Facebook launches M in Canada

The company's AI assistant is now learning which suggestions it can make to best enhance conversations within Messenger.

Facebook has brought its AI-powered personal assistant M to Canadian users, though it might take some time before it knows the best times to reveal itself.

Launched in Canada on Tuesday, M Suggestions lives in the company’s Messenger service, using its AI to recognize what is being discussed in conversations and make appropriate suggestions.

For example, if someone asks you where you are, M will suggest that you share your current geolocation with them. If it detects that a group is having a hard time making a planning decision, it will suggest you make a poll for the group. On the lighter side, if you are chatting with someone on their birthday and you haven’t wished them happy birthday yet, M will suggest multiple ways to do so.

Canadian users now have the same range of functions as users in the U.S. except for those provided by third parties, such as the ability to send payments, call for a ride with Uber or Lyft or get suggestions for recipes from the Food Network. Kemal El Moujahid, product manager for Messenger at Facebook, says the company is looking at ways to bring third-party services to Canadian users.

Many of the things M suggests already exist withing the Messenger platform, but El Moujahid says many users either don’t know or forget about them during a conversation. And it actually takes a very capable AI to know when to remind someone or which things they want to be reminded of.

“One thing we’re really proud of is how much it learns,” he says. “The first few times, it’s going to test suggestions, but from there it will learn if you actually like to do something, like send stickers, and if it should be prompting you more.”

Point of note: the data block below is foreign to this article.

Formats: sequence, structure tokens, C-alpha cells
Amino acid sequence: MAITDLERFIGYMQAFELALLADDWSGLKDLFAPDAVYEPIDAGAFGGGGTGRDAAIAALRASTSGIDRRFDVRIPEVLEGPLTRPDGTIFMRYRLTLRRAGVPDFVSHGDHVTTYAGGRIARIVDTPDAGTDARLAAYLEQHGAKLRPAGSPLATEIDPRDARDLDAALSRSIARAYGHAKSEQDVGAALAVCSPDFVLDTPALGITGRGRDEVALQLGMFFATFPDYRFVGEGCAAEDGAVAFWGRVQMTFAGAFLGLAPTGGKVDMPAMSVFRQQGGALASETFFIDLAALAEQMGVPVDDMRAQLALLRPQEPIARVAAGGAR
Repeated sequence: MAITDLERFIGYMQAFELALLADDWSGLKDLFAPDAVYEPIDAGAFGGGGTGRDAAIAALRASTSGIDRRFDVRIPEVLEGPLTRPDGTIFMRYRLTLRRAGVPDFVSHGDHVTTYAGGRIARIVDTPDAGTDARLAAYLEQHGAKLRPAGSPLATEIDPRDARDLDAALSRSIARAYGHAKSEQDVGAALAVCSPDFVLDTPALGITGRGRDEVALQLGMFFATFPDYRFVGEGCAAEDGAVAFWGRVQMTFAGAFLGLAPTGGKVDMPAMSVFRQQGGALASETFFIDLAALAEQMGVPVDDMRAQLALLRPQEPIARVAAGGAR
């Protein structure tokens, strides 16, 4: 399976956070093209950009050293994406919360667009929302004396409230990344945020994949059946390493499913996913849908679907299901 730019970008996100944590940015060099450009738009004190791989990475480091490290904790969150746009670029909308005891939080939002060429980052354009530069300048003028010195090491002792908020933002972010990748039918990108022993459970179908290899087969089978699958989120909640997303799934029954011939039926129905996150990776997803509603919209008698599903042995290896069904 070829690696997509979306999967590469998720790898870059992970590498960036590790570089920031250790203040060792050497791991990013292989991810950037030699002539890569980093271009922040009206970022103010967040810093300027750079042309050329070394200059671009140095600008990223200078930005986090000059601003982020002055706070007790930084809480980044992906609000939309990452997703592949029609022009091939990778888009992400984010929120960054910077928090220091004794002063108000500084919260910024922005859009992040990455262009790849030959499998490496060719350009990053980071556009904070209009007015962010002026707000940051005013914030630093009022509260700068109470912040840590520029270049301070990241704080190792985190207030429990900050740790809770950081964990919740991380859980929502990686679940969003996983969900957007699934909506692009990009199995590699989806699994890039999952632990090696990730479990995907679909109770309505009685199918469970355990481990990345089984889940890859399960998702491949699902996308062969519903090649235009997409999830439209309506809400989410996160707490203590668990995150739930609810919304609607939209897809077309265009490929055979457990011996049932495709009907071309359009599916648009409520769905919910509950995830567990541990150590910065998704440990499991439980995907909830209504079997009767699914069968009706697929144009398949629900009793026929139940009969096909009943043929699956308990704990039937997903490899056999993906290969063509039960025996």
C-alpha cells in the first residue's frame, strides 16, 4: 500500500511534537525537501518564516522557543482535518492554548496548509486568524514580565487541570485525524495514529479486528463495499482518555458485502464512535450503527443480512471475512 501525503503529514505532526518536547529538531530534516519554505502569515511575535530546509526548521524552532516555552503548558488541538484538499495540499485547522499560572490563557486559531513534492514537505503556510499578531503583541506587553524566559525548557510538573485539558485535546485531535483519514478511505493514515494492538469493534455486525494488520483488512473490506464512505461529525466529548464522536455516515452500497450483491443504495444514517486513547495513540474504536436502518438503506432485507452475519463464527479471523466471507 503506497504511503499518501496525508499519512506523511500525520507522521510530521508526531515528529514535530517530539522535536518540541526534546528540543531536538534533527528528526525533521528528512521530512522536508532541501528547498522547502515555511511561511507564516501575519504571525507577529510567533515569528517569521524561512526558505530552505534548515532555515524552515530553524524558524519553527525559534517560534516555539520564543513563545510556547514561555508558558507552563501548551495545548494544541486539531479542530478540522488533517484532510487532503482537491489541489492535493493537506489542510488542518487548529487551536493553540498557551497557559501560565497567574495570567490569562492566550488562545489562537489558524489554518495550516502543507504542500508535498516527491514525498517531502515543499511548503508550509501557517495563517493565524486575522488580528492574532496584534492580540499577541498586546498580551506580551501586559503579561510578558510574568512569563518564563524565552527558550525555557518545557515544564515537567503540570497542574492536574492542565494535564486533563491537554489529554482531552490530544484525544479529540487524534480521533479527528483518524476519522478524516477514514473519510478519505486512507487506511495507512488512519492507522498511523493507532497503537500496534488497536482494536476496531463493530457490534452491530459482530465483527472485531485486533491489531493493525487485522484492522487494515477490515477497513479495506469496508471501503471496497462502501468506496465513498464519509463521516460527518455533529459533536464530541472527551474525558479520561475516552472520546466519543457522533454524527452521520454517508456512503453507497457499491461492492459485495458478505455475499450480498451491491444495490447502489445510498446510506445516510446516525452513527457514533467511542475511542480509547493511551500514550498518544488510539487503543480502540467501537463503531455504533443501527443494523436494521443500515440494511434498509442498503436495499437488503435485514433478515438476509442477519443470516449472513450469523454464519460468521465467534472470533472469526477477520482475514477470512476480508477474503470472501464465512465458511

M first rolled out to a small number of users in 2015 as a direct, one-on-one personal assistant in the style of Apple’s Siri or Amazon’s Alexa that could be accessed in a conversation through Messenger. It would handle as much of a request as possible before sending it to a human staffer when it got stumped. The staffer would then “teach” the AI the proper way to handle the request so it would know for next time.

But that version of M was too costly to scale to the billions of global active users on Messenger, especially when many requests are still being sent to human staff. So, the April launch of Suggestions in the U.S. was a way to bring the features that proved reliable during tests to a wider audience. And having M make proactive suggestions, instead of taking requests, eliminates the possibility of receiving a request it can’t handle.

Earlier this month, Facebook acquired Ozlo, a company focused on conversational AI that has obvious applications for services like M.